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From "Mikhail Markov" <mikhail.a.mar...@gmail.com>
Subject Re: [classlib][luni] java.net.ServerSocketTest fails - need help
Date Mon, 25 Dec 2006 12:12:58 GMT
> Hey Mikhail, I think I have agreed with all  your words in my previous
> letter. We've agreed to use port 0 for most network tests. Fixed port
number
> is required sometimes, i.e., how do you write test for ServerSocket(int
> port)?
Sorry, Andrew - I did not participated in original discussion and Alexei in
http://issues.apache.org/jira/browse/HARMONY-2338 said that he
understands the final decision as we will use reserved ports numbers - so
I've decided to re-check once again.

> We'd better test ServerSocket constructor with both legal value(not
> only 0, but also some positive numbers), and illegal value. That's where
> fixed port number is used. Make sense? Thanks!
Why not use ServerSocket(0) to just *obtain* some positive non-busy port
number (and close it after port number obtaining) and after that test
ServerSocket constructor with this obtained port number? In this case we'll
not require any reserved ports at all.
I've implemented this approach and attached the patch - could you please
take a look at it?

Thanks,
Mikhail


On 12/24/06, Andrew Zhang <zhanghuangzhu@gmail.com> wrote:
>
> On 12/24/06, Mikhail Markov <mikhail.a.markov@gmail.com> wrote:
> >
> > I still don't like using fixed port numbers. Moreover, some tests might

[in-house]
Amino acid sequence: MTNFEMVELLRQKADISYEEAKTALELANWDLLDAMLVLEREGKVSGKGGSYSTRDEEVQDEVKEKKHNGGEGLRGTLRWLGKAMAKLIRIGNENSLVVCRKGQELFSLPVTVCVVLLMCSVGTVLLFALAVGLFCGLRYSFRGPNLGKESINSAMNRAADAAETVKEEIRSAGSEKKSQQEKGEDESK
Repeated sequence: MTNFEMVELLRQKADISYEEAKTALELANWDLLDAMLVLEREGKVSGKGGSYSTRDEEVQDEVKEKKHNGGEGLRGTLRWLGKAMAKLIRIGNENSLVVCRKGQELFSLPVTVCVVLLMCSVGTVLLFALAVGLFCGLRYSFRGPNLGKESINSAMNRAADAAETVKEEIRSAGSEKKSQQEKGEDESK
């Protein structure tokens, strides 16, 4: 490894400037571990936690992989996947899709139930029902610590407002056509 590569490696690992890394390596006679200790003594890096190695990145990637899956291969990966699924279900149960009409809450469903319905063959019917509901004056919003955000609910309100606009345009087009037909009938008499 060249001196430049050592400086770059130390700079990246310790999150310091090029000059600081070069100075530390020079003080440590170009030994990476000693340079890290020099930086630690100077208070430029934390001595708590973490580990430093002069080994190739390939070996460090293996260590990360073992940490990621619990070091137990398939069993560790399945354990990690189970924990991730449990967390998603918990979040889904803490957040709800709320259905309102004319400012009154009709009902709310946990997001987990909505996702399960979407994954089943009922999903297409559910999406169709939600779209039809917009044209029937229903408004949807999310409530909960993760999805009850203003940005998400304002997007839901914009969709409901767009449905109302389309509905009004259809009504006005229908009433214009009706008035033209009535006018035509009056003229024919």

> > require several ports for testing.
> > I did not see any objections against using 0 as a port number, except
> that
> > some functionality should be tested with fixed port numbers.
> > How about the following scheme for *finding* non-busy port:
> > 1) invoke ServerSocket(0) constructor
> > 2) get the port where ServerSocket opened the socket
> > 3) close ServerSocket
> > 4) use the stored port from 2-nd step for further testing (it could be
> > Socket/ServerSocket/nio tests etc.)
> >
> > What do you think?
>
>
> Hey Mikhail, I think I have agreed with all  your words in my previous
> letter. We've agreed to use port 0 for most network tests. Fixed port
> number
> is required sometimes, i.e., how do you write test for ServerSocket(int
> port)? We'd better test ServerSocket constructor with both legal value(not
> only 0, but also some positive numbers), and illegal value. That's where
> fixed port number is used. Make sense? Thanks!
>
> Thanks,
> > Mikhail
> >
> > On 12/8/06, Andrew Zhang <zhanghuangzhu@gmail.com> wrote:
> > >
> > > On 12/8/06, Zakharov, Vasily M <vasily.m.zakharov@intel.com> wrote:
> > > >
> > > > Andrew,
> > > >
> > > > Sure, we can reserve some port, but it means that we would
> experience
> > > > occasional fails of the test from time to time, that's not very
> good.
> > >
> > >
> > > why would we experience occasional fails? because of port conflict?
> > > If so, I think it doesn't happen on our build system since we know
> some
> > > fixed ports should be reserved.
> > > And we'll document it in "how to run Harmony test" tutorial. I think
> > most
> > > developers are willing to reserve some unknown ports for running
> Harmony
> > > test (don't tell them to close msn/gtalk/ie/firefox... :))
> > >
> > > Probably we may check the port using ServerSocket before testing?
> > > > It's acceptance, not compliance testing, look like it's not a big
> > > > problem.
> > > >
> > > > Also, for all tests except the test_setReuseAddressZ(),
> > > > we way check the port by using Socket, not ServerSocket.
> > >
> > >
> > > Then how to verify Socket functionality? :)
> > >
> > > So, I'd suggest the following measures:
> > > >
> > > > - For all tests, that could use port 0, use port 0.
> > > > By the way, is there a chance that asking port 0 would return a